How is the price of a premium wine determined? In Chile it is an expensive wine, more than US$80.

Making a wine of this quality, with expensive soils, in a vineyard that needs a lot of work, with very low production of a wine that takes three years to come to market, has a higher cost. These are aspects that the consumer does not see, but that affect the price, which, in any case, is in the hands of the commercial area.

In professional terms, what are your challenges? Make a great wine with other grape varieties or concentrate on Cabernet Sauvignon?

I am focused on Don Melchor and that this quality we have achieved can, I hope, be increased and maintained over time. If I think about the future, I think it will be to develop new products in the vineyard in the style and level of Don Melchor, perhaps with other varieties.

The current outlook for the Chilean wine industry is not easy, basically due to overproduction, a relatively low dollar price and the strong competition from Argentina in recent years.

I would say that it is not only the Chilean industry’s problem: there is an excess of wine in the world, which tends to lead to an oversupply and that affects prices. In response to this panorama, Chile must focus on producing good quality wines. Today, at the level we are at, you need to compete with quality; otherwise, you are out of the competition. Chile’s other challenge is to work more on its country image. We have done something, but we need to make the country an attractive destination, which will lead to tourism, which will lead to wine.

Who is the most demanding wine drinker in the world?

The United States is a market where there is a lot of quality wine, both locally produced and imported. Another demanding market is Europe. England, specifically, is a country with a lot of competition in quality wines.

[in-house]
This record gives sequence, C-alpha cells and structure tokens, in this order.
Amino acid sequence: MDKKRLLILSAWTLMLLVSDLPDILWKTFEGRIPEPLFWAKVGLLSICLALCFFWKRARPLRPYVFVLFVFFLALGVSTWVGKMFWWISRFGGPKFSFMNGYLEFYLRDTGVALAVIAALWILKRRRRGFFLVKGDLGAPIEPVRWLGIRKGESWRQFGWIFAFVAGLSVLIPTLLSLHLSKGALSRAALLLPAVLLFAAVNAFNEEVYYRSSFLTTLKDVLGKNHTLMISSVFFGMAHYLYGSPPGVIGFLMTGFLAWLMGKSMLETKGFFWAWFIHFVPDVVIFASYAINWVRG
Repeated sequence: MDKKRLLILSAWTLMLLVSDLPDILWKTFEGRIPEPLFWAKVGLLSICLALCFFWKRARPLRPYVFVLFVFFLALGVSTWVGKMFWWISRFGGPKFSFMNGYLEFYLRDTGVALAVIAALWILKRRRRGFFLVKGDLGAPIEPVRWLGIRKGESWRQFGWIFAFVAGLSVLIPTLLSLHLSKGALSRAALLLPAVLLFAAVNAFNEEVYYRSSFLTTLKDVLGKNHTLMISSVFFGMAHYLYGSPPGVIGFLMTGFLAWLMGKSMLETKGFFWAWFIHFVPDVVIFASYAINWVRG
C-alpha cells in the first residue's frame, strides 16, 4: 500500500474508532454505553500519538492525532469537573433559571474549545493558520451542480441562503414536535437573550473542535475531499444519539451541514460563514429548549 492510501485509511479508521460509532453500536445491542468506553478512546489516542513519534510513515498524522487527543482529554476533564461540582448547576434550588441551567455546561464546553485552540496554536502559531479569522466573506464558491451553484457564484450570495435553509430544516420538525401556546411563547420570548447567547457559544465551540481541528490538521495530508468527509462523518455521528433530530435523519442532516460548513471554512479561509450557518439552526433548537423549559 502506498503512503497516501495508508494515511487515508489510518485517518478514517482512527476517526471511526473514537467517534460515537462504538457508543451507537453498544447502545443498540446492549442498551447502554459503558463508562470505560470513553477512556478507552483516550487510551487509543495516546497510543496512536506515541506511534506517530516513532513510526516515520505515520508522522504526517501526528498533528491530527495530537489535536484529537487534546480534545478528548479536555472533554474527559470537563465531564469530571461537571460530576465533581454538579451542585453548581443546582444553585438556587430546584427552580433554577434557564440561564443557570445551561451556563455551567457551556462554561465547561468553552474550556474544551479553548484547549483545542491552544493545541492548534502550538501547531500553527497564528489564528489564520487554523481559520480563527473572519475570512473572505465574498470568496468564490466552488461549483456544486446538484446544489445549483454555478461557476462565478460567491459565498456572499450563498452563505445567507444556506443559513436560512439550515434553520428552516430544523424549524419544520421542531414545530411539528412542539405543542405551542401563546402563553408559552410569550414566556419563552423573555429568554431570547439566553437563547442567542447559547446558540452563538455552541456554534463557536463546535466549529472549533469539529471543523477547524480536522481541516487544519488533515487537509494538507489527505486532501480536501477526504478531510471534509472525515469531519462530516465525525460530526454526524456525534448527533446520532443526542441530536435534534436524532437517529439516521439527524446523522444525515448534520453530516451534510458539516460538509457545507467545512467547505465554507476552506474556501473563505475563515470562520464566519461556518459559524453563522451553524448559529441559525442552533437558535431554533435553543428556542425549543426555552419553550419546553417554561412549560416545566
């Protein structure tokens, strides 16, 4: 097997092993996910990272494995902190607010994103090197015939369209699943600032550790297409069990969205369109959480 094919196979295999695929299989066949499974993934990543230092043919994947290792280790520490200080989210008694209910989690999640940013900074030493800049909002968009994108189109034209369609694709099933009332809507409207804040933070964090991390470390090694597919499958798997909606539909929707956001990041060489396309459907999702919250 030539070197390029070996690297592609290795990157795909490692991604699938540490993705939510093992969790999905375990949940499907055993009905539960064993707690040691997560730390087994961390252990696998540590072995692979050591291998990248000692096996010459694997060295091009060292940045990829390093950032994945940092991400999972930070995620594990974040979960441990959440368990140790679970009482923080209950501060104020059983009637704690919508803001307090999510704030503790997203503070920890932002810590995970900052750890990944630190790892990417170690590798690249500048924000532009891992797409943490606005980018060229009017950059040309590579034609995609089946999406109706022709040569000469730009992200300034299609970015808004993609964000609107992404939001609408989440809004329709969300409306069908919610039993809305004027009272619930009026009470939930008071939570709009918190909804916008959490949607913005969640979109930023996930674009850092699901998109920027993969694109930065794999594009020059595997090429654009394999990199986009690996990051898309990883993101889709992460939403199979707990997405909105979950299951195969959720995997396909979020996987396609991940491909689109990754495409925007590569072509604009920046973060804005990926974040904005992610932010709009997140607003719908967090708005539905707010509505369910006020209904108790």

How do you feel about having achieved such international recognition and being considered the best Chilean winemaker in 2006?

I am very happy about all that. It is a recognition that makes you happy, above all it confirms what you believed in, what you dreamed of, what you projected. And that the result you are achieving is on the right track. If you are successful it is rewarding. Because it is to believe in a vineyard, to believe in a wine, in a project. But, on the other hand, the truth is that I didn’t think “I’m going to make a wine to win a grand prize”; it’s not like that. While we talked, we tasted with Enrique Tirado the 2001 vintage, a season in which the grapes reached a remarkable point of ripeness, basically because that year the rains were concentrated in winter, the spring was warm and the summer was hot. The must is 91% Cabernet Sauvignon and 9% Cabernet Franc, a grape variety that contributes “softness and sweetness in the mouth,” says the winemaker. After fifteen months in French oak barrels, a balanced and deep ruby red wine is born, in which ripe black fruits such as blackberry, cassis and berries are expressed with strength but at the same time delicacy.

If you had to name an internal competition on a par with Don Melchor, which wine would you mention?

I prefer to look at the internal issue more globally, like what I mentioned about the country image. Don Melchor was the first to demonstrate that it is possible to make great wines in Chile, but I think it is good that there are more quality wines that communicate the country’s image and reaffirm our capacity to produce great wines.

What is your favorite crop?

For me, there are several very good vintages of Don Melchor, it is difficult to say one… But if I had to choose a couple of vintages I think this one, 2001, and the 2003 are great wines. There are others of perhaps equal quality, but as I personally had the opportunity to make these two wines, I have a deep appreciation for them, a special affection.